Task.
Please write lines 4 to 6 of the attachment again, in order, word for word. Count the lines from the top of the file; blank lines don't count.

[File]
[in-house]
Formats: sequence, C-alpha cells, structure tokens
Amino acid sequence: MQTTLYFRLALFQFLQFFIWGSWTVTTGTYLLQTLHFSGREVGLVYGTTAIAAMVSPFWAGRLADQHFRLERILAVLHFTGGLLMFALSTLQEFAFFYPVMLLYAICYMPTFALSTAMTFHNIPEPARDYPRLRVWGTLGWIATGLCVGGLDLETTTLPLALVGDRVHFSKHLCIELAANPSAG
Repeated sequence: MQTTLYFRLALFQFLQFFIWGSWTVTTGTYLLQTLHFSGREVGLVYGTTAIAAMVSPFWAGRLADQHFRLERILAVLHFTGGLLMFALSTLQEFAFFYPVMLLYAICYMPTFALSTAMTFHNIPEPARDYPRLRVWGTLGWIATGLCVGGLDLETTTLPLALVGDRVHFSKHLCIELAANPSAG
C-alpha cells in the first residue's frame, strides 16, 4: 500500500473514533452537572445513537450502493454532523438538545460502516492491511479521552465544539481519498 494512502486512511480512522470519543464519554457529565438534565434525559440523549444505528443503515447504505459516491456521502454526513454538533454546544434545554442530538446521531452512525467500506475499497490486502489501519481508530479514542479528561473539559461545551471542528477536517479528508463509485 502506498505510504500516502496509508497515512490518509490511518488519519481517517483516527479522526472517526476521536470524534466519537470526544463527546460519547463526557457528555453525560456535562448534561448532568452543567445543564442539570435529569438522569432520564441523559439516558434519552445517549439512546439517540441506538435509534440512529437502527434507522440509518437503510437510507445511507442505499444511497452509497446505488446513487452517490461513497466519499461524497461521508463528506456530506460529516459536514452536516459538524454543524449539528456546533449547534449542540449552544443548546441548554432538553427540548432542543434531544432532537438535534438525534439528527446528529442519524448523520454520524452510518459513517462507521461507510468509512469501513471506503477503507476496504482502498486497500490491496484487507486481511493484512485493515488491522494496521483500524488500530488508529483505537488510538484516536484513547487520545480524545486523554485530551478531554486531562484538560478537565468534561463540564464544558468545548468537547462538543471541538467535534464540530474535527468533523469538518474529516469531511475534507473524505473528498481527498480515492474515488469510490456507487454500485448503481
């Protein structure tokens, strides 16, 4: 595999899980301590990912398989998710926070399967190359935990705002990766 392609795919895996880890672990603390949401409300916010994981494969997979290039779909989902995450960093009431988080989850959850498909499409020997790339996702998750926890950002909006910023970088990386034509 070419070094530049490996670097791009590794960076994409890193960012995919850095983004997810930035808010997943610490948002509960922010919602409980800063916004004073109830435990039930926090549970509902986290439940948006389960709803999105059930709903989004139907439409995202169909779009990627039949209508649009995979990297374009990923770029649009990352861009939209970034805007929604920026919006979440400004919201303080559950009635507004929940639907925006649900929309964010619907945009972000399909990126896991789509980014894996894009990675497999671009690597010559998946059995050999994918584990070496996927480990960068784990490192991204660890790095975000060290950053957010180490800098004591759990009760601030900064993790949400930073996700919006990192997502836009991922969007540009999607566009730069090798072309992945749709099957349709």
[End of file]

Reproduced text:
Repeated sequence: MQTTLYFRLALFQFLQFFIWGSWTVTTGTYLLQTLHFSGREVGLVYGTTAIAAMVSPFWAGRLADQHFRLERILAVLHFTGGLLMFALSTLQEFAFFYPVMLLYAICYMPTFALSTAMTFHNIPEPARDYPRLRVWGTLGWIATGLCVGGLDLETTTLPLALVGDRVHFSKHLCIELAANPSAG
C-alpha cells in the first residue's frame, strides 16, 4: 500500500473514533452537572445513537450502493454532523438538545460502516492491511479521552465544539481519498 494512502486512511480512522470519543464519554457529565438534565434525559440523549444505528443503515447504505459516491456521502454526513454538533454546544434545554442530538446521531452512525467500506475499497490486502489501519481508530479514542479528561473539559461545551471542528477536517479528508463509485 502506498505510504500516502496509508497515512490518509490511518488519519481517517483516527479522526472517526476521536470524534466519537470526544463527546460519547463526557457528555453525560456535562448534561448532568452543567445543564442539570435529569438522569432520564441523559439516558434519552445517549439512546439517540441506538435509534440512529437502527434507522440509518437503510437510507445511507442505499444511497452509497446505488446513487452517490461513497466519499461524497461521508463528506456530506460529516459536514452536516459538524454543524449539528456546533449547534449542540449552544443548546441548554432538553427540548432542543434531544432532537438535534438525534439528527446528529442519524448523520454520524452510518459513517462507521461507510468509512469501513471506503477503507476496504482502498486497500490491496484487507486481511493484512485493515488491522494496521483500524488500530488508529483505537488510538484516536484513547487520545480524545486523554485530551478531554486531562484538560478537565468534561463540564464544558468545548468537547462538543471541538467535534464540530474535527468533523469538518474529516469531511475534507473524505473528498481527498480515492474515488469510490456507487454500485448503481
């Protein structure tokens, strides 16, 4: 595999899980301590990912398989998710926070399967190359935990705002990766 392609795919895996880890672990603390949401409300916010994981494969997979290039779909989902995450960093009431988080989850959850498909499409020997790339996702998750926890950002909006910023970088990386034509 070419070094530049490996670097791009590794960076994409890193960012995919850095983004997810930035808010997943610490948002509960922010919602409980800063916004004073109830435990039930926090549970509902986290439940948006389960709803999105059930709903989004139907439409995202169909779009990627039949209508649009995979990297374009990923770029649009990352861009939209970034805007929604920026919006979440400004919201303080559950009635507004929940639907925006649900929309964010619907945009972000399909990126896991789509980014894996894009990675497999671009690597010559998946059995050999994918584990070496996927480990960068784990490192991204660890790095975000060290950053957010180490800098004591759990009760601030900064993790949400930073996700919006990192997502836009991922969007540009999607566009730069090798072309992945749709099957349709």